As far as the terrain, definitely tight twisty single track, rocks and roots, but plenty of flow trails.

Anything in the component spec for those two that stands out as a difference worth noting?
Well they both have SRAM brakes. Boo

Transition has the Reverb dropper which people dislike. On the flip side, Specialized has the Command post which people dislike. Oh wait......lol

Specialized doesn't list the handlebar diameter. I wonder if they switched to the 35mm (newest) standard. The Transition does.

Rear derailleur is a cheaper model on the Specialized, but will function the same as the higher priced counterpart.

And most important, the transition probably won't be prone to pedal strike with a 3mm less BB drop. LOL Kidding. That's just a complaint with a modern bike that BB height is too lower today than they used to be.

Truthfully, I have no opinion. They seem to be farily close, a few minor differences in components that shouldn't make or break the deal. Probably comes down to which geometry suits the rider best or which is most comfortable.

It's it is money vs. value, I'd say the transition because Specialized is good at asking similar or higher costs than bikes in the same category but cheaps out on components.
 

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high pivot witchcraft
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I will offer my 2 cents after you answer this:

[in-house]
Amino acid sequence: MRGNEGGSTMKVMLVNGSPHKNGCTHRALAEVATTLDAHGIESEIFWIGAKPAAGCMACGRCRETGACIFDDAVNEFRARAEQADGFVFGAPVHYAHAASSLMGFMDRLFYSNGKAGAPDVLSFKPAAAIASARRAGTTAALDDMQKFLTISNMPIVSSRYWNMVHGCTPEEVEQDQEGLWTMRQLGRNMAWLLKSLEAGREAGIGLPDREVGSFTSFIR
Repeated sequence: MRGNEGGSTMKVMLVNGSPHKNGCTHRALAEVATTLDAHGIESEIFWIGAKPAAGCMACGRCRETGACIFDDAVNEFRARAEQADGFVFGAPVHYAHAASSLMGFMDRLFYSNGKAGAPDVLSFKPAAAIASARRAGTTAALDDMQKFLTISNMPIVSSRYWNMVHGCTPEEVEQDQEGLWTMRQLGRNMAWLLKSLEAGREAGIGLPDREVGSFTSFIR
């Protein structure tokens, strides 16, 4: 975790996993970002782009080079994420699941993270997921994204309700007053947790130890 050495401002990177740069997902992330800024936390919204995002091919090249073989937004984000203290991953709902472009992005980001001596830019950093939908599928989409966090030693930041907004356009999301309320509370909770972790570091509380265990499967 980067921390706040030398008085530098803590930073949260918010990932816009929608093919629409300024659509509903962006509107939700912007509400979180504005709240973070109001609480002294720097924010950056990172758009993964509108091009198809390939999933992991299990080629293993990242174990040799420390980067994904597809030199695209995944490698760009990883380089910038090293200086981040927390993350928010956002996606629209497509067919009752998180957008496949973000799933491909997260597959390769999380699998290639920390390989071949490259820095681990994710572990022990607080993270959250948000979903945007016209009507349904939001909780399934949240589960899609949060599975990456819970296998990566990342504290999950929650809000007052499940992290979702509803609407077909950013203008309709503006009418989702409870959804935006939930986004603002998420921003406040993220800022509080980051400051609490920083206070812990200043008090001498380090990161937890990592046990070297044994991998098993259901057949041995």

Do you want to go to hell when you die?

I kid. I kid.

Kinda.

I am pushing the karma envelope big time myself with multiple pairs of Big S shoes, saddles, pumps (floor and mini), cages, tools, gloves, casual plaid shirts and yes - even a wallet and a phone case.

Wow, that is way over the line. I am so screwed.

I demoed a SJ last summer. The dropper sounded like a fishing reel and sunk a little from the top after it was set each time. And it shot up so hard that I seriously almost lost my nuts the first few times I extended it. You will see what I mean if you try it. Beware. Lots of pedal strikes too, and the thing almost sucked the life out of me on any sustained climbing. I could not get my head around the 2.6 tires although those basturds stuck to the ground like glue. I had trouble launching it off kickers as well. Poppy is not a word I would use to describe it.